This article has been written in response to a landlord’s query: “I’m a landlord – do TDS have to hold the deposit?”
Tenancy deposit protection legislation has been in place in England and Wales since April 2007, although TDS was formed before this in 2003 offering a voluntary scheme for letting agents to register tenancy deposits. From the commencement of deposit protection legislation, landlords and agents had two options in how to comply with the legislation and protect tenancy deposits; hold the money themselves and register the deposit with a tenancy deposit scheme or lodge the deposit money with their scheme. In both instances, landlords must comply with the second aspect of the deposit protection legislation by serving key documents to tenants including Prescribed Information and the Scheme Leaflet. With both TDS insured and TDS Custodial, once the deposit has either been registered or lodged a certificate is produced as proof that the deposit has been protected. This certificate is commonly used as a receipt to prove a deposit has been protected and can be provided to all parties involved in the tenancy.
If a landlord wishes to hold the deposit themselves, they can join the TDS Insured Scheme. There is no joining fee and the only requirements are that the landlord is the property owner and the money is held in a UK bank account. Landlords ‘pay as they go’ for each tenancy protected. If a tenancy is registered on a fixed term contract and later becomes periodic, there is no additional charge and the deposit is protected for the lifetime of the tenancy. When the tenancy comes to an end, the landlord can independently discuss any proposed deductions with the tenant and return the agreed amount. For landlords who are members of the RLA, there is DepositGuard which offers discounted Insured deposit protection for RLA members.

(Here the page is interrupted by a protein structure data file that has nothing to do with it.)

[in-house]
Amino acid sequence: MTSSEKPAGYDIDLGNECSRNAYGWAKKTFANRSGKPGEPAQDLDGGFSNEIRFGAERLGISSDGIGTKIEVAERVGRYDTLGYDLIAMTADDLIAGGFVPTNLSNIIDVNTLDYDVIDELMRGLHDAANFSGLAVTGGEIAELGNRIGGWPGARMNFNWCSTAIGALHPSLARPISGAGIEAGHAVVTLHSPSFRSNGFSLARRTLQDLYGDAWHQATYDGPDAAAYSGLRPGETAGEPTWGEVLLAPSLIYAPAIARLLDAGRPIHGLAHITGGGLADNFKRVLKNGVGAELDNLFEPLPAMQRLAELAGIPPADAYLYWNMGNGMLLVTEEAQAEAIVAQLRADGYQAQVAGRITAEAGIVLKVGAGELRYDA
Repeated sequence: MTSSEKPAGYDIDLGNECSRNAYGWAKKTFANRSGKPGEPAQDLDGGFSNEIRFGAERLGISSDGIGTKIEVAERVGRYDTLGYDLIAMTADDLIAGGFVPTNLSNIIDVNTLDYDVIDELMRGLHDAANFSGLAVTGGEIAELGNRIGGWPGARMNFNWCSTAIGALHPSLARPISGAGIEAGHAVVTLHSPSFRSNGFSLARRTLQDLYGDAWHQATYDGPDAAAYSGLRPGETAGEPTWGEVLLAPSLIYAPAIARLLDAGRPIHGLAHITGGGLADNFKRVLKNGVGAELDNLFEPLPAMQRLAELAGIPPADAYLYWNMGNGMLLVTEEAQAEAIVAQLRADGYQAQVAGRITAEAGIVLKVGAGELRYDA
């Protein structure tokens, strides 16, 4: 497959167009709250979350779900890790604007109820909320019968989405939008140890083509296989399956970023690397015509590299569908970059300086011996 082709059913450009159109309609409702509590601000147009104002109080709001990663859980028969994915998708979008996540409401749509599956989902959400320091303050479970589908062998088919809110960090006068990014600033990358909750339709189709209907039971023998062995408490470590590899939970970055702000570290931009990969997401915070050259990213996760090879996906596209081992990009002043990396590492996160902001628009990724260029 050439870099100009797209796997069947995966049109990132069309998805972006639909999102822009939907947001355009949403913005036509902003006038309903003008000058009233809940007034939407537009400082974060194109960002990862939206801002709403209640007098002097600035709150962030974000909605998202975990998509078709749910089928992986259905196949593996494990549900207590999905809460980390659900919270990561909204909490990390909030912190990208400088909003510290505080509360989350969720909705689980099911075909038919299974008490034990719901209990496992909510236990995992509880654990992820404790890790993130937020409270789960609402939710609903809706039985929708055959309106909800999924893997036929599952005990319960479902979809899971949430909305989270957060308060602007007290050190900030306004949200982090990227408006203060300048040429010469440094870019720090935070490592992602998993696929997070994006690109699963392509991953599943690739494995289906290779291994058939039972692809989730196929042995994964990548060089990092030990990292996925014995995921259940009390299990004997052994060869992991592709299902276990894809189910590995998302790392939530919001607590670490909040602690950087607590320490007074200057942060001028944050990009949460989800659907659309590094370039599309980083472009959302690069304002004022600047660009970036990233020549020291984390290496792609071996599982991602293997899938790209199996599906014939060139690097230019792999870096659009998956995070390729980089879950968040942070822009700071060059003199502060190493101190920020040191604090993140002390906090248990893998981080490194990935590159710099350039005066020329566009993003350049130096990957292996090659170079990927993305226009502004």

If a landlord would prefer their deposit scheme to hold the deposit, they can join the TDS Custodial Scheme. The Custodial scheme is completely free both to join and lodge a deposit, there are also no membership requirements. A landlord can create a membership and commence lodging deposits immediately. As tenancies come to an end, the landlord or the tenant can engage with TDS to advise that the tenancy has ended and how the deposit should be repaid. Once the parties agree, TDS pays out the deposit within 5 working days.
Whether you decide to use TDS Insured or TDS Custodial, both offer a free adjudication service where agents, landlords and tenants can all raise a dispute if the parties are unable to reach an agreement as to the return of the deposit. Our adjudication service comprises of a powerful online dispute portal allowing parties to upload evidence and easily review what’s been submitted. TDS has also produced a Deductions Template to help you to independently reach a resolution if deductions are to be made as well as providing guidance when setting out a claim should a dispute be raised with TDS.
Tenancy Deposit Scheme (TDS) is a government approved scheme for the protection of tenancy deposits; TDS offers both Insured and Custodial protection and also provides fair adjudication for disputes that arise over the tenancy deposits that we protect.
We provide invaluable training in tenancy deposit protection and disputes for agents and landlords through the TDS Academy as well as joining with MOL to provide the Technical Award in Residential Tenancy Deposits.
TDS Insured Scheme: where a TDS member can hold the tenancy deposits as stakeholder during the term of the tenancy.
TDS Custodial Scheme: where TDS hold the deposit for the duration of the tenancy.
TDS Academy: TDS provides property professionals with invaluable training in tenancy deposit protection and tenancy deposit disputes.
TDS can only comment on the process for our scheme, other deposit protection schemes may have a different process/require different steps. Content is correct at the time of writing.